Trick It Out

TV review by
Lucy Maher, Common Sense Media
Trick It Out TV Poster Image
Fun-filled reality show for tween car enthusiasts.

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A lot or a little?

The parents' guide to what's in this TV show.

Positive Messages

Each team must work well together and be patient and trust each other in order to win.

Violence
Sex
Language

Mild: "big ass," "what the hell," "bat out of hell," etc.

Consumerism
Drinking, Drugs & Smoking

What parents need to know

Parents need to know that although the two teams in each episode are determined to win, in the end, everyone is a good sport. The tuners' tough exteriors -- many are pierced and covered in tattoos -- belie their professionalism.

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What's the story?

Automobile lovers will want to tune in to TRICK IT OUT, in which teams of professional detailers are given 14 days and $15,000 to turn a beat-up clunker into a work of art. Viewers get an inside look at each day of the competition as two teams of tuners tackle everything from the automobile's interior -- changing seat coverings and infrastructure -- to the exterior, replacing run-of-the-mill doors and roofs with detailed and artistic substitutes. In one episode, for example, the winning team -- chosen by a panel of experts including R.J. de Vera, one of America's top tuners -- transformed a beat-up buggy into a sleek, black Batmobile.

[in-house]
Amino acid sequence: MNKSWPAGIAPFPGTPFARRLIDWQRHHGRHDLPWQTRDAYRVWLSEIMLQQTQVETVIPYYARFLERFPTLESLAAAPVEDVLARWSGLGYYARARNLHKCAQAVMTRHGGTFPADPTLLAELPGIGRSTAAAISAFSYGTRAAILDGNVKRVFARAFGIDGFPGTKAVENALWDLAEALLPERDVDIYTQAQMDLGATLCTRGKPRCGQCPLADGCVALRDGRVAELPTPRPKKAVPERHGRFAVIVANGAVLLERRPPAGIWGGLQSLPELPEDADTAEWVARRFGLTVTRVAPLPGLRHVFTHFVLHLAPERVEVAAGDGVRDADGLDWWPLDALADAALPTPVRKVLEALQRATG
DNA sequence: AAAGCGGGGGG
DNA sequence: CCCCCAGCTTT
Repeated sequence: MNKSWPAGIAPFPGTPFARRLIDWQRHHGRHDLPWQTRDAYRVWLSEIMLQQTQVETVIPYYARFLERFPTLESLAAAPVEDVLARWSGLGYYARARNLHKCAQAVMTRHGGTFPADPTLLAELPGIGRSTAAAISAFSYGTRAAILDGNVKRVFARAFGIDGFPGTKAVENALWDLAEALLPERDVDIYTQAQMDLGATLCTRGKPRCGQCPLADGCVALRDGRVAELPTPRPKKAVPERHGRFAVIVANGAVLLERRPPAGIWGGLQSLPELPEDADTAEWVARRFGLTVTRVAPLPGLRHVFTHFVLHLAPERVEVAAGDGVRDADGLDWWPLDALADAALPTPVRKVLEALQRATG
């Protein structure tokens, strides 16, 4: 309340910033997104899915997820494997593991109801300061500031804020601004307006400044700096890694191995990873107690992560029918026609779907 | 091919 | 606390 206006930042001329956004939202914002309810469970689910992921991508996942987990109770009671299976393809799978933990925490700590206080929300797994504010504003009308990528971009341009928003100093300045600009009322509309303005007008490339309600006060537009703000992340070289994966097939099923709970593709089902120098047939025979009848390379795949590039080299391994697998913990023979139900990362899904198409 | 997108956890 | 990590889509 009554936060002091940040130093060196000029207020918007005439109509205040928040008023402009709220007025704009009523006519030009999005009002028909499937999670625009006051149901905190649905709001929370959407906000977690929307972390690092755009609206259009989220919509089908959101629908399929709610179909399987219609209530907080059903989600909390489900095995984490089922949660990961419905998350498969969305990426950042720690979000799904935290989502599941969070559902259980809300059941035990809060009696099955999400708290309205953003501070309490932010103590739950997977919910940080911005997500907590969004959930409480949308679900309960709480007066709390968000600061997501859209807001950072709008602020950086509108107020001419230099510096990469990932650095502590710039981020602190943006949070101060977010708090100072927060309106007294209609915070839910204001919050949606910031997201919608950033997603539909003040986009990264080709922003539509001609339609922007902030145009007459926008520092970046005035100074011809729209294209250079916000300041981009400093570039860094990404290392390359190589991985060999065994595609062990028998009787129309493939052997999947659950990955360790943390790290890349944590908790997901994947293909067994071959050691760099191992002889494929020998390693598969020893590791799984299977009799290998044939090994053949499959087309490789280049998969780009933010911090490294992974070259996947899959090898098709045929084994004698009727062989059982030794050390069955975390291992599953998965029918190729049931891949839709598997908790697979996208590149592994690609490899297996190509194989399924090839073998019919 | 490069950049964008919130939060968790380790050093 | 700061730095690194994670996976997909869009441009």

Is it any good?

Although Trick it Out will appeal primarily to car lovers, even those who don't harbor an interest will find much to enjoy. It's entertaining to see the teams effortlessly transform their cars and to get a glimpse at how their creative process works. Like all reality shows, the end of each episode -- when the winning team is chosen and given their car to take home -- entails a great deal of suspense.

Talk to your kids about ...

  • Families can talk about careers. How can you parlay a hobby into a successful career? How can kids develop a skill that will benefit them in the working world?

TV details

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